California: Head of CoveredCA confirms...exactly what I said the other day.

Me, last Thursday:

There you have it: The states which are 100% on board with the ACA exchange provisions (running their own full state-based marketplace, expanding medicaid and sticking to the original cut-off date for "transitional" policies) average around 18%. If you remove Minnesota from the equation, it's just 15.2%.

Those which implemented only one or two of the above provisions come in at around 26%. In a possibly coincidental quirk, all five fo the "halfway" state exchange states (Hawaii, Oregon, Nevada, Kentucky and New Mexico) just happen to also fall into this category as well, which is completely appropriate.

Finally, states which are fighting the ACA kicking and screaming (no Medicaid expansion, no state exchange and allowing transitional plan extensions as long as possible) are averaging around 30%.

Make of that what you will.

Peter Lee, executive director of Covered California, today:

Q: For 2017, Covered California’s average premiums went up by double digits for the first time. Is this the beginning of more rate hikes ahead?

A: Next year, we expect they will be down to single digits, more like the 4 percent increases we had the last two years. We’re very optimistic.

California as a state did two things that are part of why we have a rate increase that is half of the national increase. And why it’s very likely to be only a one-year adjustment. First, we expanded Medicaid eligibility. States that did not expand have bigger cost increases (in 2017). We also converted the entire individual market to ACA (Affordable Care Act) plans the first year. (Under Obamacare, states had until 2018 to make all of their plans ACA compliant, such as eliminating exclusions for pre-existing conditions.) We ripped the Band-Aid off the first year. In 2014, we had some unhappy consumers. They had to go out and buy new insurance plans. ... The 30 states that didn’t do that for the last three years have had a bunch of citizens who were not part of the common risk pool. By definition, they were healthier. But health plans didn’t know who to price for. … (Insurers) did their best efforts to price right for 2016 and got it wrong. If you don’t know who you’re insuring, you can get it wrong. ... In California, we do have a good risk mix, young and old and particularly healthy.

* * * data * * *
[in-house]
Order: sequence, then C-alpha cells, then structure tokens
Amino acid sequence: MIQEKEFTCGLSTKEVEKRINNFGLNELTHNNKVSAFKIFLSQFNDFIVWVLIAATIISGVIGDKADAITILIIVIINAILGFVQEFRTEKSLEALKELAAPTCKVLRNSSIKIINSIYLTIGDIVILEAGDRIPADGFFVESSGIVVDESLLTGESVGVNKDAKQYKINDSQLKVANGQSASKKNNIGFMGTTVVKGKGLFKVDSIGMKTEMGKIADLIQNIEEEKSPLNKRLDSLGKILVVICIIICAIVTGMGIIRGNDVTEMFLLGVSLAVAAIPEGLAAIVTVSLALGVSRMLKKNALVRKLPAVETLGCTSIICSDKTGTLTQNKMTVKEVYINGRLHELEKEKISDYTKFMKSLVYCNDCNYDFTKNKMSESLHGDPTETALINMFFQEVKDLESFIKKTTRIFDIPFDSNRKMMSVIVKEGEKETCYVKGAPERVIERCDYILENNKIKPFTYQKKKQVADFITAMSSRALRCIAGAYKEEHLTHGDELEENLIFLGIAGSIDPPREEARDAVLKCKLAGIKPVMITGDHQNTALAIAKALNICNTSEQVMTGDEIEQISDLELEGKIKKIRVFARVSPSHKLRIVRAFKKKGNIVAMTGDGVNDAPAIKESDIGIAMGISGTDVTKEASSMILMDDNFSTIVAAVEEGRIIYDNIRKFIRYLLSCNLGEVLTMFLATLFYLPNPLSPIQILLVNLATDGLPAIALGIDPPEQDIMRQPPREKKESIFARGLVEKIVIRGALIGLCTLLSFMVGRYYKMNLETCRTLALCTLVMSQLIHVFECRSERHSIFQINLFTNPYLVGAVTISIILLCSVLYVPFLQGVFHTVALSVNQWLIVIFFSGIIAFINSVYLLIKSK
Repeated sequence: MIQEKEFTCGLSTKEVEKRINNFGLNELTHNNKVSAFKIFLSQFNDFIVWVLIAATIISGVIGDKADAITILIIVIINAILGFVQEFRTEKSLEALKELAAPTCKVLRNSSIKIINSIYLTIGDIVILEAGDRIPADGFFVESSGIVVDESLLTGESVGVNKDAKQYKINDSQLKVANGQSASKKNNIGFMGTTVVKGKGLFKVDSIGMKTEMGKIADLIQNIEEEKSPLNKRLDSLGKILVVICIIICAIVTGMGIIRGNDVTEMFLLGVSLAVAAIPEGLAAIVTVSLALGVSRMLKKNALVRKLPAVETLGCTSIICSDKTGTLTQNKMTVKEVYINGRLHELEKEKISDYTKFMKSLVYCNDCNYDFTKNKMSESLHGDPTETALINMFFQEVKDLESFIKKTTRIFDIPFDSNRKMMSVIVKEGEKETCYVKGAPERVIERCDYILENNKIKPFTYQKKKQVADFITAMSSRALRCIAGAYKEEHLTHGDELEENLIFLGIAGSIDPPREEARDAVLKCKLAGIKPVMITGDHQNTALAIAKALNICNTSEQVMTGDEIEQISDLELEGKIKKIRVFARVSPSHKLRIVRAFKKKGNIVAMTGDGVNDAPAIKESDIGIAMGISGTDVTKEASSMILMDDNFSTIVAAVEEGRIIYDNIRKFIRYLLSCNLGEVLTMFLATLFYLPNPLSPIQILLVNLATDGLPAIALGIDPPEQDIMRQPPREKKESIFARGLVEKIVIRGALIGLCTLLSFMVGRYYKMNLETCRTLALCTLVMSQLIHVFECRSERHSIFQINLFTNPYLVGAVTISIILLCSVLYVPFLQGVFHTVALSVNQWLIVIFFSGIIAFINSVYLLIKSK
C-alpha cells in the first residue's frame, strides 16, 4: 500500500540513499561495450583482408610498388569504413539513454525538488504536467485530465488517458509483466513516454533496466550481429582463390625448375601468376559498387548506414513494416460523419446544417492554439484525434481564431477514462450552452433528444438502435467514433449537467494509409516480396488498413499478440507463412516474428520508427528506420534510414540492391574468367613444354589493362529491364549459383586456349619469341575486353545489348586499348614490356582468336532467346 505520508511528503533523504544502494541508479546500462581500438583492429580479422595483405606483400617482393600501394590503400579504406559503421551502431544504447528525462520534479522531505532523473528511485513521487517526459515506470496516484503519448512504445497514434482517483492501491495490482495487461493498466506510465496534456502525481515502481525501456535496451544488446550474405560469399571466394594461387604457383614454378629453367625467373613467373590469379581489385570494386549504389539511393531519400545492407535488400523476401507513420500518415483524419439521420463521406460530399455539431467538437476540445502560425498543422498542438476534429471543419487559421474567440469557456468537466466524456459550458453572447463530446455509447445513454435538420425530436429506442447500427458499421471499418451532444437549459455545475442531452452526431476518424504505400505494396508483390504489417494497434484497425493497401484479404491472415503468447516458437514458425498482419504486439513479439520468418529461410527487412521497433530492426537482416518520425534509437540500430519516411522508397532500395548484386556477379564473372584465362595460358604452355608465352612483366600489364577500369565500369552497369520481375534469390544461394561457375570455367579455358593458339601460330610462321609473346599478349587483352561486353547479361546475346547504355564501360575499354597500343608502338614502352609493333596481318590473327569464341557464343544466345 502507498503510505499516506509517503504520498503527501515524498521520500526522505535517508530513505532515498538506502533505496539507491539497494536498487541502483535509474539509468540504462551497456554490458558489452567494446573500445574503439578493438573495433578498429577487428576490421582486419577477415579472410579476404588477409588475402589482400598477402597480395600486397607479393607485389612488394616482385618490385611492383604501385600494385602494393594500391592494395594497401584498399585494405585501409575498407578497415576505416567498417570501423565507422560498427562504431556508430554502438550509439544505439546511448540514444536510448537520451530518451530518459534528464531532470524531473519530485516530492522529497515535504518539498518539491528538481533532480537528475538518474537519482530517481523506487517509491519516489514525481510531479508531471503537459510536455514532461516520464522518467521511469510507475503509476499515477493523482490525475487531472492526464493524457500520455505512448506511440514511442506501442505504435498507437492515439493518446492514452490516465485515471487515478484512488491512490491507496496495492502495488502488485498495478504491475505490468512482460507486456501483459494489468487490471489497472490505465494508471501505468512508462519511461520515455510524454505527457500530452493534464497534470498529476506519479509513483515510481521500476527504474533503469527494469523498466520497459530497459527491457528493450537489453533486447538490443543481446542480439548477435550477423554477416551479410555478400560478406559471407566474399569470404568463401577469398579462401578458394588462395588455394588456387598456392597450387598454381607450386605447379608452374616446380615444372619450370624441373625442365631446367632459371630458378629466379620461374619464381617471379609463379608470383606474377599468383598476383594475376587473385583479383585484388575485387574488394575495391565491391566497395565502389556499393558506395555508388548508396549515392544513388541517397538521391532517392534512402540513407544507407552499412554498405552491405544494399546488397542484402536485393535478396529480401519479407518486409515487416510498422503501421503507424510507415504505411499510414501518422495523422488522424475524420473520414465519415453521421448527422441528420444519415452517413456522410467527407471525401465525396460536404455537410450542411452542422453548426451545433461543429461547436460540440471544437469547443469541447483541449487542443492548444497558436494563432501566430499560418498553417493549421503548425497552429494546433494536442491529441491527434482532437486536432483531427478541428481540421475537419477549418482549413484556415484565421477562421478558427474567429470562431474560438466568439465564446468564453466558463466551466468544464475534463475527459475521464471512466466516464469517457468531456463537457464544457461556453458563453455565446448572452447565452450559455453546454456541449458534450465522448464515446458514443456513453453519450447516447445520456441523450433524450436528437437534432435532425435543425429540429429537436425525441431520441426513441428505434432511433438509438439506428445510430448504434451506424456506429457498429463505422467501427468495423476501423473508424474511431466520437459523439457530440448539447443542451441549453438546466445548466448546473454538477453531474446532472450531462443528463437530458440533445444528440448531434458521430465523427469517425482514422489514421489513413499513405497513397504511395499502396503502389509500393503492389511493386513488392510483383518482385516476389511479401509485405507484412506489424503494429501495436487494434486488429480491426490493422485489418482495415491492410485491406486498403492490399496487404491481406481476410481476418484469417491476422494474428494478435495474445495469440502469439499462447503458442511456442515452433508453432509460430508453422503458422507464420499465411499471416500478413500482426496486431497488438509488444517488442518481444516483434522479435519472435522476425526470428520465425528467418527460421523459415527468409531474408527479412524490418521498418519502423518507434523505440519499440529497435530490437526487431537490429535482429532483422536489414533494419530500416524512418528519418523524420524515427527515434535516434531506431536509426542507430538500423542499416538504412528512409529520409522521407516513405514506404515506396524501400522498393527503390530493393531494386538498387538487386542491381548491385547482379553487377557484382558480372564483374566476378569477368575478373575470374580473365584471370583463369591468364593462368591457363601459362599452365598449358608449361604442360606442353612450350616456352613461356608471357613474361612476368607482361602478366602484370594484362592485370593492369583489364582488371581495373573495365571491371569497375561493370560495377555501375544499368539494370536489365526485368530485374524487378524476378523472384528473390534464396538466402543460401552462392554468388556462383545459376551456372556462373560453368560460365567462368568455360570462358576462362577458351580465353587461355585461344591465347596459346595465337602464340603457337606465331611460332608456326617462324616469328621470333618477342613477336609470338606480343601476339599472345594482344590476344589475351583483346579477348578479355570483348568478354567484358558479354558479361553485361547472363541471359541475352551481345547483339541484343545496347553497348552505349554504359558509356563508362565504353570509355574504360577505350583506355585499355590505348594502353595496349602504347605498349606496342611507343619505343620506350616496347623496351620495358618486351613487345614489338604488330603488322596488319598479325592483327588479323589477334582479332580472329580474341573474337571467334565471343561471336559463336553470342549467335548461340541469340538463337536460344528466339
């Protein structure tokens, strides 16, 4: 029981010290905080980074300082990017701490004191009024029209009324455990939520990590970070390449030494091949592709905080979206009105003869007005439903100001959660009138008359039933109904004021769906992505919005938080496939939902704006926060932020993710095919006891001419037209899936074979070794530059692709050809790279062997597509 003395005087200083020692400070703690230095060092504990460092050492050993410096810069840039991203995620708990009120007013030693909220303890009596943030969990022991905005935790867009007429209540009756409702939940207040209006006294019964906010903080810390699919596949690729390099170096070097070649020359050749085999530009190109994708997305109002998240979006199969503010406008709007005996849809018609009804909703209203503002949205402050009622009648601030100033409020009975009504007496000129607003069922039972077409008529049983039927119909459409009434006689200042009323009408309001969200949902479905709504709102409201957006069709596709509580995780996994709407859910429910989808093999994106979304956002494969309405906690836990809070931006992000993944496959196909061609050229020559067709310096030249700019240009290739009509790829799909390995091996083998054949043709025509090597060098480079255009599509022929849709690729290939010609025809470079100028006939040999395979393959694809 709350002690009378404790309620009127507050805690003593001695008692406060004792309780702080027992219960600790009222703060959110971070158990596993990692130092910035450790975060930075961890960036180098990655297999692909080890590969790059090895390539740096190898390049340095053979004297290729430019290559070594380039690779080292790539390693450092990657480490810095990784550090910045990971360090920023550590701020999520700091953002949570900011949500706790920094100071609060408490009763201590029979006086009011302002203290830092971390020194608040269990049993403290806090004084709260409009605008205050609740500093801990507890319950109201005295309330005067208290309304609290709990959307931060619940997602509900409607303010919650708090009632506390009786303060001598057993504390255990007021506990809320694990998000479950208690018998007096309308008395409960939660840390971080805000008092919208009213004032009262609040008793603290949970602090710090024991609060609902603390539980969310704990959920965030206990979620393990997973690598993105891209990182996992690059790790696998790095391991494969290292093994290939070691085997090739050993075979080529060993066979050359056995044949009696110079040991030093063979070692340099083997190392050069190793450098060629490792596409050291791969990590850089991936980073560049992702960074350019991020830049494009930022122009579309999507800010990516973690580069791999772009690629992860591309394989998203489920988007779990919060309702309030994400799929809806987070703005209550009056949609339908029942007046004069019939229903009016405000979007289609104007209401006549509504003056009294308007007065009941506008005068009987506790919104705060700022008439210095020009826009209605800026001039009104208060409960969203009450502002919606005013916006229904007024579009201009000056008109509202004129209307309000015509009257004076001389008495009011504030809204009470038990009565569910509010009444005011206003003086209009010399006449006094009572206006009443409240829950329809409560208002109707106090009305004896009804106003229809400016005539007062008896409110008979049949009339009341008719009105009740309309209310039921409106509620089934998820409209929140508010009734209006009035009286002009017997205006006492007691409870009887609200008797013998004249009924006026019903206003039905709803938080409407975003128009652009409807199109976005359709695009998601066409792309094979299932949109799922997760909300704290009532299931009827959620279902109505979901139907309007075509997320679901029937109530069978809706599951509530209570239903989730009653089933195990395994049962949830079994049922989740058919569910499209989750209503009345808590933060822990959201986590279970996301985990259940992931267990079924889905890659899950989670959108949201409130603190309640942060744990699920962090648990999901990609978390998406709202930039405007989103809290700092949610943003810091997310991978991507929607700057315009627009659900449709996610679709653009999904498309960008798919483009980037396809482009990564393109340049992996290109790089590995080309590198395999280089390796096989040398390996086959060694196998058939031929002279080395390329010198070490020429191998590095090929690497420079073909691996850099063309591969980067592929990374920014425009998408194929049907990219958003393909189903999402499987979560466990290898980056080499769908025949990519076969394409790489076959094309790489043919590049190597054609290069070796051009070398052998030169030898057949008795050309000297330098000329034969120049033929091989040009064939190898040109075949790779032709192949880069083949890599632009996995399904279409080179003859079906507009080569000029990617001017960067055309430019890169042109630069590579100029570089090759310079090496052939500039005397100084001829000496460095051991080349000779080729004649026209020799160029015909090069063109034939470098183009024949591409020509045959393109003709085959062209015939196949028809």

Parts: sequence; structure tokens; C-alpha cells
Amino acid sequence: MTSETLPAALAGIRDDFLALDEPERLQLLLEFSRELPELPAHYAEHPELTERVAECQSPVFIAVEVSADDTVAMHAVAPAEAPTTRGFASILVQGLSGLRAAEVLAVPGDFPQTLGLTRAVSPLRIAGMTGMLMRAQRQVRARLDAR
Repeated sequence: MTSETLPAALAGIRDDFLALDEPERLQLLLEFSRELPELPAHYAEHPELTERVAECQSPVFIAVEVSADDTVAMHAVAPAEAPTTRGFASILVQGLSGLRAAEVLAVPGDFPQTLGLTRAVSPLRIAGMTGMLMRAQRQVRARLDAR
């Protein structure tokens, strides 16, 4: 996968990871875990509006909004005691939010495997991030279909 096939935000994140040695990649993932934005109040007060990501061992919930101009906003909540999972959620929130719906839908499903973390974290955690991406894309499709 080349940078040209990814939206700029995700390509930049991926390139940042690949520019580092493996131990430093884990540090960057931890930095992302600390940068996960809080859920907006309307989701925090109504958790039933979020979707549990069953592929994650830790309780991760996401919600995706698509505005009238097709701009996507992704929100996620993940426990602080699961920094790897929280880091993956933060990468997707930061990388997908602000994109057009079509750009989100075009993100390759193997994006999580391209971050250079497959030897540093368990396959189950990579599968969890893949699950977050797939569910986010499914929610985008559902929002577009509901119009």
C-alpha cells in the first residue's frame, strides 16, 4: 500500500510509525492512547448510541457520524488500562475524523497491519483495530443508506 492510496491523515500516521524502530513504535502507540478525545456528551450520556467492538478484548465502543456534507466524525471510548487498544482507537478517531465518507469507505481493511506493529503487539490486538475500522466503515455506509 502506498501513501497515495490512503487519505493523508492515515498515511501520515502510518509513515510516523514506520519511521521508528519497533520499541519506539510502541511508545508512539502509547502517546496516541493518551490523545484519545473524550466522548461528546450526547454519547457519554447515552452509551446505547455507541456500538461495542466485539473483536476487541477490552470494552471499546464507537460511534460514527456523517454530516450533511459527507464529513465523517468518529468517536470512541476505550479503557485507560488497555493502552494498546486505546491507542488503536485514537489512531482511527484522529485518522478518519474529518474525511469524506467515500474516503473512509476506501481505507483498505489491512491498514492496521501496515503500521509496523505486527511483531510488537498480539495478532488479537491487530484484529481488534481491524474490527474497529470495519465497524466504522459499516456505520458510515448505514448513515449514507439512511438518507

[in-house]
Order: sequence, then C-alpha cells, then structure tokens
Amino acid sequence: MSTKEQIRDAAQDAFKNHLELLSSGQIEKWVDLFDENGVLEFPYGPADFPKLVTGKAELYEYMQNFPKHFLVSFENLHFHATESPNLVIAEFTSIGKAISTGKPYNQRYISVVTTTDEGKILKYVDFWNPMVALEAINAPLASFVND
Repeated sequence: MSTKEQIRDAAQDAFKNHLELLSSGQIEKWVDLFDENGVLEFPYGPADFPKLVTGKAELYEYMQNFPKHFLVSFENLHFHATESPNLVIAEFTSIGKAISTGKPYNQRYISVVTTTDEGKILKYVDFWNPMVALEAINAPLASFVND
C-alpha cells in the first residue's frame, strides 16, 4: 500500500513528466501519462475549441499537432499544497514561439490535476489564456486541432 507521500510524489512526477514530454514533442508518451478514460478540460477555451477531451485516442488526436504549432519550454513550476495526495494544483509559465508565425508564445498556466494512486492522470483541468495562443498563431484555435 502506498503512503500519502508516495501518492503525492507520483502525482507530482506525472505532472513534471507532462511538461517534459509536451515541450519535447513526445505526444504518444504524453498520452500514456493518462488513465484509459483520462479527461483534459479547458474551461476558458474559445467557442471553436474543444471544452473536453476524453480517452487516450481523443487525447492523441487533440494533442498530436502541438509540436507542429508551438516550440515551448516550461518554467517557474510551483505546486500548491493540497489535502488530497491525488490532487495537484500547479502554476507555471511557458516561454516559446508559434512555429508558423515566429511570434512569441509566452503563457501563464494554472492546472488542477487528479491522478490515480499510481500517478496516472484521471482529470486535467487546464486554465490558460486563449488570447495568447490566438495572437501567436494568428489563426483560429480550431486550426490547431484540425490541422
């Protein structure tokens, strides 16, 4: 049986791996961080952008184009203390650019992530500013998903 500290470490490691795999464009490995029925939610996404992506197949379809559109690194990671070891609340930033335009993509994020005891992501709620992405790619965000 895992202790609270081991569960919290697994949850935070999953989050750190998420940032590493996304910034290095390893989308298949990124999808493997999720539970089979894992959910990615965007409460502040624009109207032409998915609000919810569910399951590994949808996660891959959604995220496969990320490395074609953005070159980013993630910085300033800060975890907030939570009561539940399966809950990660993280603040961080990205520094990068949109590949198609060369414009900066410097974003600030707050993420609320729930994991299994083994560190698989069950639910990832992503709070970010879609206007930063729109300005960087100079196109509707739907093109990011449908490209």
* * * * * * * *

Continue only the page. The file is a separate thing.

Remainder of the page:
Well, now (in addition to him mentioning Medicaid expansion and not offering transitional plans, there's also the fact that CoveredCA is itself a state-based exchange, the third factor from my analysis).

Lee also mentions CoveredCA's #OE4 enrollment target...although, as usual with Lee, he only mentions the number of new enrollees, not how many current enrollees they anticipate retaining:

Q: What’s the 2017 enrollment goal?

A: We have 1.3 million enrollees currently. We anticipate signing up 400,000 new people during open enrollment. ... You go into Modesto, East L.A., Oakland, Palm Springs and you will see a storefront emblazoned with a Covered California logo. That’s not a government office; those are private, independent insurance agents beating the bushes to get people insured. We have 14,000 licensed insurance agents that are committed to selling Californians individual insurance on and off the exchange.

Now, technically, CoveredCA had 1.575 million people select QHPs during Open Enrollment last year, so it's conceivable that their actual OE4 projection is as high as 1.975 million, but I'm fairly certain that's now what Lee means. Due to non-payments and attrition throughout the year, they're now down to the 1.3 million who are still effectuated...which happens to be the same number at this point last year. Of those, about 1.13 million Californians renewed their policies, a renewal rate of around 87%.

Assuming a similar renewal rate this year, that should mean a similar 1.13 million renewals, plus an additional 400K, for a total of 1.53 million...or pretty much even year over year.